The false memory created by Rick tricked the Galactic Federation just as the show itself tricked the sort of viewer that writes fan fiction about Rick’s presumably dead wife. Much like Morty, fans want to derive meaning and purpose from Rick and Morty’s infinite universe, but this season, if Harmon and Roiland are telling us anything, it’s that none of us will never find it. Much like Morty, we just have to embrace the meaninglessness of existence.
There’s never been anything more absurd and virtually meaningless than that one time Rick turned himself into a pickle and got himself into a serious metaphorical pickle just to avoid going to therapy.
“Pickle Rick” represents Rick and Morty pushing the boundaries of insanity and violence that we’re capable of watching, yet fans reacted with something bordering worship. Simmering in the background of this survivalist story is Rick’s egocentric indictment of therapy itself.
Dr. Wong rightfully assesses that Rick would be “bored senseless with therapy,” because it’s mundane work with very little risk. Morty and Summer want to continue therapy, but their parental units would rather cover up their psychological issues with more alcohol. Why is this a person we, and characters on the show, idolize?
It’s fucked up, but it’s exactly the kind of escapism we ourselves engage in when we watch a show like Rick and Morty. The creators seem to know this even if the fans seldom acknowledge it.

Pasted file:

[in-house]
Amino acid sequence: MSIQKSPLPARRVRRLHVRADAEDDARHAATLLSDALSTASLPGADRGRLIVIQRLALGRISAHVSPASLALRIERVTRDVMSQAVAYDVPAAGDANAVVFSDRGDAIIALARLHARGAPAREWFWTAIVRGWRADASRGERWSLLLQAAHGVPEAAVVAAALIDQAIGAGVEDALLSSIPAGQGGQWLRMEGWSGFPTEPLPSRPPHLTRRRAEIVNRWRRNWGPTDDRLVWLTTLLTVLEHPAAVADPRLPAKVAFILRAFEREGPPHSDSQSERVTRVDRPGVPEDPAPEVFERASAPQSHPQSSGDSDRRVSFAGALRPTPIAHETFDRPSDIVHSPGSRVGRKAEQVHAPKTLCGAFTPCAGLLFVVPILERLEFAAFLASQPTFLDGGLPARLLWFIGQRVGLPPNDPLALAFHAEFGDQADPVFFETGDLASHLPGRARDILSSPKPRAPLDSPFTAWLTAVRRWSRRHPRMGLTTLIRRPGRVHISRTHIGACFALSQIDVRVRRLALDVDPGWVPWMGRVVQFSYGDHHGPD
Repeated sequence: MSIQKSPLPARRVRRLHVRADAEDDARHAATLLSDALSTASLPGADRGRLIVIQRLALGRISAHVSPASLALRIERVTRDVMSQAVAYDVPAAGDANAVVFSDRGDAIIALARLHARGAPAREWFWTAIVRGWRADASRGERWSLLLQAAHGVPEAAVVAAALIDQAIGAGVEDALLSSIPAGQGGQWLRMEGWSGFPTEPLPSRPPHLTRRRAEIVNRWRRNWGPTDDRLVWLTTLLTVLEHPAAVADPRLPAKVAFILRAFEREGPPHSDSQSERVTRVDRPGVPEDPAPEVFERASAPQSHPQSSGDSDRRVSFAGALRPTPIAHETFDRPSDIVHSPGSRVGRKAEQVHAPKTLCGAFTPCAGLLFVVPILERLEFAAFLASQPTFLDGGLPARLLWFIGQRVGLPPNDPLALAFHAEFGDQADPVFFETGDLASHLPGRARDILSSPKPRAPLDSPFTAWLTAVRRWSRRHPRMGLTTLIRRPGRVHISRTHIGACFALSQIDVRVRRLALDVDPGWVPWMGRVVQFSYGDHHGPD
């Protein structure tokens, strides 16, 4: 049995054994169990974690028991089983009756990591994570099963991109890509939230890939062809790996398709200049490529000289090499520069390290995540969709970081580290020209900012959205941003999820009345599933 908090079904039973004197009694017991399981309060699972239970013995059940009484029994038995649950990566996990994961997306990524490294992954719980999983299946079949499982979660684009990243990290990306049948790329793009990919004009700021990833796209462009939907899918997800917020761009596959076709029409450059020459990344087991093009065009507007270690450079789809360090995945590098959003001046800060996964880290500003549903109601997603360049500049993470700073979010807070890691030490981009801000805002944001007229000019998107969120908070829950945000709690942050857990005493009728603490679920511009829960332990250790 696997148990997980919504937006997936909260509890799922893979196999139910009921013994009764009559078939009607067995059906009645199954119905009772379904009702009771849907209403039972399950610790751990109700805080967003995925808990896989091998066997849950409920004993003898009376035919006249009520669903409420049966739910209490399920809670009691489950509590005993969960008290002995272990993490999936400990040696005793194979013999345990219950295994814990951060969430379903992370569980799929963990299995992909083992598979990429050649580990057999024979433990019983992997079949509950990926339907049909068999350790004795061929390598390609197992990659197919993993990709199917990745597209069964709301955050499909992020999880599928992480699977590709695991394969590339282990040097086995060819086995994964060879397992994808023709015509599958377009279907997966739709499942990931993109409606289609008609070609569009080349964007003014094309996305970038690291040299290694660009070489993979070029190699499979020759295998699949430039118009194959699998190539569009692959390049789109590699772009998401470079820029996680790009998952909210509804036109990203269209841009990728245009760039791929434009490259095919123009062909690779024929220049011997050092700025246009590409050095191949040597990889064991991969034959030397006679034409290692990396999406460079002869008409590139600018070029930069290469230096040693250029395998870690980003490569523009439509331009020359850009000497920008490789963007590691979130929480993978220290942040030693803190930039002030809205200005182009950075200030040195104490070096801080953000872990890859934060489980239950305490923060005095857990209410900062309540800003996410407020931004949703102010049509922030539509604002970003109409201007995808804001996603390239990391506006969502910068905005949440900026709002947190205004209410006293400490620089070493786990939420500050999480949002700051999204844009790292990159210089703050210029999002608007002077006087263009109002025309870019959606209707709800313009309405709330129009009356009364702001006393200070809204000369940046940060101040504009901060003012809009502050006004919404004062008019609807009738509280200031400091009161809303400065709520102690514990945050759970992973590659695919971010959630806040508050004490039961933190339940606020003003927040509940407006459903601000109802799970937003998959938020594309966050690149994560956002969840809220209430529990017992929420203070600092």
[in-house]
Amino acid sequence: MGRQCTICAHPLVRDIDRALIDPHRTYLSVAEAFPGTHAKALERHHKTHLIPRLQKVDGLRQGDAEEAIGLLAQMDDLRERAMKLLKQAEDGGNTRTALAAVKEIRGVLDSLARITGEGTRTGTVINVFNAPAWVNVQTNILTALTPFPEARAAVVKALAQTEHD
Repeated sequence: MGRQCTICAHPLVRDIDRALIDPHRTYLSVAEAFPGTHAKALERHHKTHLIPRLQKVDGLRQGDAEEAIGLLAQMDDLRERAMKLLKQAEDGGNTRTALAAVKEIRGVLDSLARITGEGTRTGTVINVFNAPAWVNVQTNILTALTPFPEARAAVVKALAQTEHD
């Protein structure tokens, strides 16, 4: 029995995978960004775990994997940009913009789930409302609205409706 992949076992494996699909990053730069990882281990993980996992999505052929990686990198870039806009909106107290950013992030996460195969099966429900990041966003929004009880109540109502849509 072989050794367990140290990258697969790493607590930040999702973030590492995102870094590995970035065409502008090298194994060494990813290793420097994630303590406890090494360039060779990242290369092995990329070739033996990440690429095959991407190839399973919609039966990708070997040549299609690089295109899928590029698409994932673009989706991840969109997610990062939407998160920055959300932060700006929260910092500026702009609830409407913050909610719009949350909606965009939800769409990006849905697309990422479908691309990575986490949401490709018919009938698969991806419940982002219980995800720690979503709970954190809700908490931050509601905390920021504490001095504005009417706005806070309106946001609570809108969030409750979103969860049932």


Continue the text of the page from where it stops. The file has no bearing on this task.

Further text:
“Vindicators 3: The Return of Worldender” furthered this critique with a team of galactic superheroes that brutally satirized the superhero genre. It also made Rick a Jigsaw-style maniacal villain. We’re forced to reevaluate, as fans, how much we can worship Rick when he goes to such great lengths to humiliate and kill these heroes, even if they’re all revealed as morally bankrupt egoists.
Rick and Morty has always focused on Morty, Summer, and Beth worshipping Rick despite his mistreatment of them. We too worship the mad scientist for his brilliance by projecting a more sensitive persona onto Rick that’s buried beneath the veneer of arrogance and alcoholism. “Vindicators 3” takes Rick’s mistreatment of Morty to the breaking point, teasing an outright confession of love for his grandson, but it never happens. It’s a titillating moment for fans, hilariously undone when we find out that Blackout Rick had a soft spot for Noob-Noob and not Morty.
The whole thing reeks of the sentiment to “never meet your heroes.” Even in an episode with literal heroes, death is everywhere and everything is meaningless anyway. Yet again, why does anybody even like Rick?
Maybe Harmon and Roiland want us to stop looking for that meaning. When Morty tells Summer, “Nobody exists on purpose. Nobody belongs anywhere. We’re all going to die. Come watch TV,” we ought to take that advice.
When Pickle Rick berates Morty for asking too many questions, it’s as if the co-creators are taking it a step further and trolling us through Rick’s words:
“Stop digging for hidden layers and just be impressed.”
Ultimately, the villain of Rick and Morty Season 3 is you.
Rick and Morty Season 3 airs Sundays on Adult Swim at 11:30 p.m. Eastern.